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I just learned about the Harmonic Addition Theorem which applies to functions of the form: $$a\cos x+b\sin x = \operatorname{sgn}(a)\sqrt{a^2+b^2}\;\cos\left(x-\arctan\frac{b}{a}\right) $$

My question is:

Is there a way of generalizing the Theorem to $$a\cos nx + b\sin mx = \text{???}$$

I know, if $n=m$, then

$$a\cos nx +b\sin mx = \operatorname{sgn}(a)\sqrt{a^2+b^2}\;\cos\left(nx-\arctan\frac{b}{a}\right)$$

but that's common sense. I want to know when $n$ and $m$ are not equal. Thanks!

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  • $\begingroup$ 1) No simple formula, because when you add 2 different frequencies, you cannot await simple phenomena 2) Besides, nobody uses such a complicated term as "Harmonic addition theorem" : I would be curious to know on which book you have seen such a phraseology ... $\endgroup$ – Jean Marie Jan 18 '18 at 5:48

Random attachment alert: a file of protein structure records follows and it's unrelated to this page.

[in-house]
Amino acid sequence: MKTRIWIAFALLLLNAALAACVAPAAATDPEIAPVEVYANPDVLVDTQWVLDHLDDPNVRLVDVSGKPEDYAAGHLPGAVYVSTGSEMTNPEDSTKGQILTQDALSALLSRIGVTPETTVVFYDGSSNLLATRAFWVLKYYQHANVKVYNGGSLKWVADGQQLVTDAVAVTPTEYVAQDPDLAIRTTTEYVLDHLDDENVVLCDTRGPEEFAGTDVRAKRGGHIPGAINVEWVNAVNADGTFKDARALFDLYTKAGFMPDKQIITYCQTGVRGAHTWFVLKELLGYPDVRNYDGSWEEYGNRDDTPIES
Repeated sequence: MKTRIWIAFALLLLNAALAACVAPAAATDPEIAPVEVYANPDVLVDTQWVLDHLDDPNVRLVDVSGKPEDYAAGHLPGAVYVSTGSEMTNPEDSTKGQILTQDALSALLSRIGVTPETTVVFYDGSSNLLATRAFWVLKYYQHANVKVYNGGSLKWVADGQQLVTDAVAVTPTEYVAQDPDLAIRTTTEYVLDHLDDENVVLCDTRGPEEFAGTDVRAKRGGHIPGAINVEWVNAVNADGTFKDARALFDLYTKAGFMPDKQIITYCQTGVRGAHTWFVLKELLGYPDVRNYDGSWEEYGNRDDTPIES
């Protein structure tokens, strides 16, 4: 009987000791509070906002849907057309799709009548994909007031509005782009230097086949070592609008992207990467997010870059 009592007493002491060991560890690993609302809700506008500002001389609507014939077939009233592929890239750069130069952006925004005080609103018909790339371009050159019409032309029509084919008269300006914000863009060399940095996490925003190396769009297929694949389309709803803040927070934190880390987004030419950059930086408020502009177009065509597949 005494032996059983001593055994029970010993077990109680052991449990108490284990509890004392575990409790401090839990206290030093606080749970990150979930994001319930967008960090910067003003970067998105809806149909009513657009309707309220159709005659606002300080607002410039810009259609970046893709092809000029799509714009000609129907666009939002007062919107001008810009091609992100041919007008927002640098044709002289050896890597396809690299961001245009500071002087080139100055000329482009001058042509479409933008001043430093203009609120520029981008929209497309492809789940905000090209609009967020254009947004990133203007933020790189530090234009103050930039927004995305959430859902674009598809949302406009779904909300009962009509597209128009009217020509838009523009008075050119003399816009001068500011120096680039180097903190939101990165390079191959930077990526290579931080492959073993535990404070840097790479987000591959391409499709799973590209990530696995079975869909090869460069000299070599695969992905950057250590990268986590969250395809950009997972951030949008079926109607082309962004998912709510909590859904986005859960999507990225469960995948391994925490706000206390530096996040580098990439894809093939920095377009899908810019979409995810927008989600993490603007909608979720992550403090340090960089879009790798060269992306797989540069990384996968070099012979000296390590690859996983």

• $\begingroup$ In addition to Jean's comment, if $n$ and $m$ happen to be incommensurable, you can't even hope that the sum is periodic. $\endgroup$ – Robert Wolfe Jan 18 '18 at 8:17
  • $\begingroup$ @JeanMarie What are the other names of the theorem are there? I was just doing some self-research. $\endgroup$ – Tom Himler Jan 20 '18 at 19:08
  • $\begingroup$ 1) Most theorems have no name. 2) This result is at most a lemma, not a "theorem" .... 3) Besides, I understand now that you have chosen "harmonic" by thinking to the decomposition into harmonics. $\endgroup$ – Jean Marie Jan 20 '18 at 20:48
  • $\begingroup$ @JeanMarie The only reason I called it a theorem is because that's what websites like Wolfram Alpha call it. But thanks for your words! $\endgroup$ – Tom Himler Jan 21 '18 at 0:00

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